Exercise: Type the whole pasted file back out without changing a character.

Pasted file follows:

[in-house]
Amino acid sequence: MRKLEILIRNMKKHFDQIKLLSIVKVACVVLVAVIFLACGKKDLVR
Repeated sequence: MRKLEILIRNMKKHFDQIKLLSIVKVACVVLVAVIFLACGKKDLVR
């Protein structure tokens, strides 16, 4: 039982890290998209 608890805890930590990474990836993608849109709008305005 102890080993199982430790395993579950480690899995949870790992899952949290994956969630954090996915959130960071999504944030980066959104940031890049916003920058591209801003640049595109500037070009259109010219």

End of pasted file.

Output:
[in-house]
Amino acid sequence: MRKLEILIRNMKKHFDQIKLLSIVKVACVVLVAVIFLACGKKDLVR
Repeated sequence: MRKLEILIRNMKKHFDQIKLLSIVKVACVVLVAVIFLACGKKDLVR
């Protein structure tokens, strides 16, 4: 039982890290998209 608890805890930590990474990836993608849109709008305005 102890080993199982430790395993579950480690899995949870790992899952949290994956969630954090996915959130960071999504944030980066959104940031890049916003920058591209801003640049595109500037070009259109010219």